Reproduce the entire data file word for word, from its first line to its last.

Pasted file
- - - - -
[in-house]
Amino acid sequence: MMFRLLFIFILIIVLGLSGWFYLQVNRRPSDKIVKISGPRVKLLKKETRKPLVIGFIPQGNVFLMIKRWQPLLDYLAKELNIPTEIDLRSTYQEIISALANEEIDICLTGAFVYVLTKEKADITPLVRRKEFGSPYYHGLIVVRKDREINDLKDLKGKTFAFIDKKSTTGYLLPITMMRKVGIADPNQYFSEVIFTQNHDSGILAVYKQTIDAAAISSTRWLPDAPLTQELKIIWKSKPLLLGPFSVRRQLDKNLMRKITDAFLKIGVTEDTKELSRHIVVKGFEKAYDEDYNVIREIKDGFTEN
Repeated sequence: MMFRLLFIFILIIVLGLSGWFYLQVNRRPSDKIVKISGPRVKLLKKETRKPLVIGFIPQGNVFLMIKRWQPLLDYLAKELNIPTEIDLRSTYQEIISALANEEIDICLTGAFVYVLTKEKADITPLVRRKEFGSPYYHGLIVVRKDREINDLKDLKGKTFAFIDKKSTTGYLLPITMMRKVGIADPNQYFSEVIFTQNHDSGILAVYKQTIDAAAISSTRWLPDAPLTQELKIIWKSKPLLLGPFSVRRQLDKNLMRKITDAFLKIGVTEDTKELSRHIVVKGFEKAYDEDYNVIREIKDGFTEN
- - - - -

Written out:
[in-house]
Amino acid sequence: MMFRLLFIFILIIVLGLSGWFYLQVNRRPSDKIVKISGPRVKLLKKETRKPLVIGFIPQGNVFLMIKRWQPLLDYLAKELNIPTEIDLRSTYQEIISALANEEIDICLTGAFVYVLTKEKADITPLVRRKEFGSPYYHGLIVVRKDREINDLKDLKGKTFAFIDKKSTTGYLLPITMMRKVGIADPNQYFSEVIFTQNHDSGILAVYKQTIDAAAISSTRWLPDAPLTQELKIIWKSKPLLLGPFSVRRQLDKNLMRKITDAFLKIGVTEDTKELSRHIVVKGFEKAYDEDYNVIREIKDGFTEN
Repeated sequence: MMFRLLFIFILIIVLGLSGWFYLQVNRRPSDKIVKISGPRVKLLKKETRKPLVIGFIPQGNVFLMIKRWQPLLDYLAKELNIPTEIDLRSTYQEIISALANEEIDICLTGAFVYVLTKEKADITPLVRRKEFGSPYYHGLIVVRKDREINDLKDLKGKTFAFIDKKSTTGYLLPITMMRKVGIADPNQYFSEVIFTQNHDSGILAVYKQTIDAAAISSTRWLPDAPLTQELKIIWKSKPLLLGPFSVRRQLDKNLMRKITDAFLKIGVTEDTKELSRHIVVKGFEKAYDEDYNVIREIKDGFTEN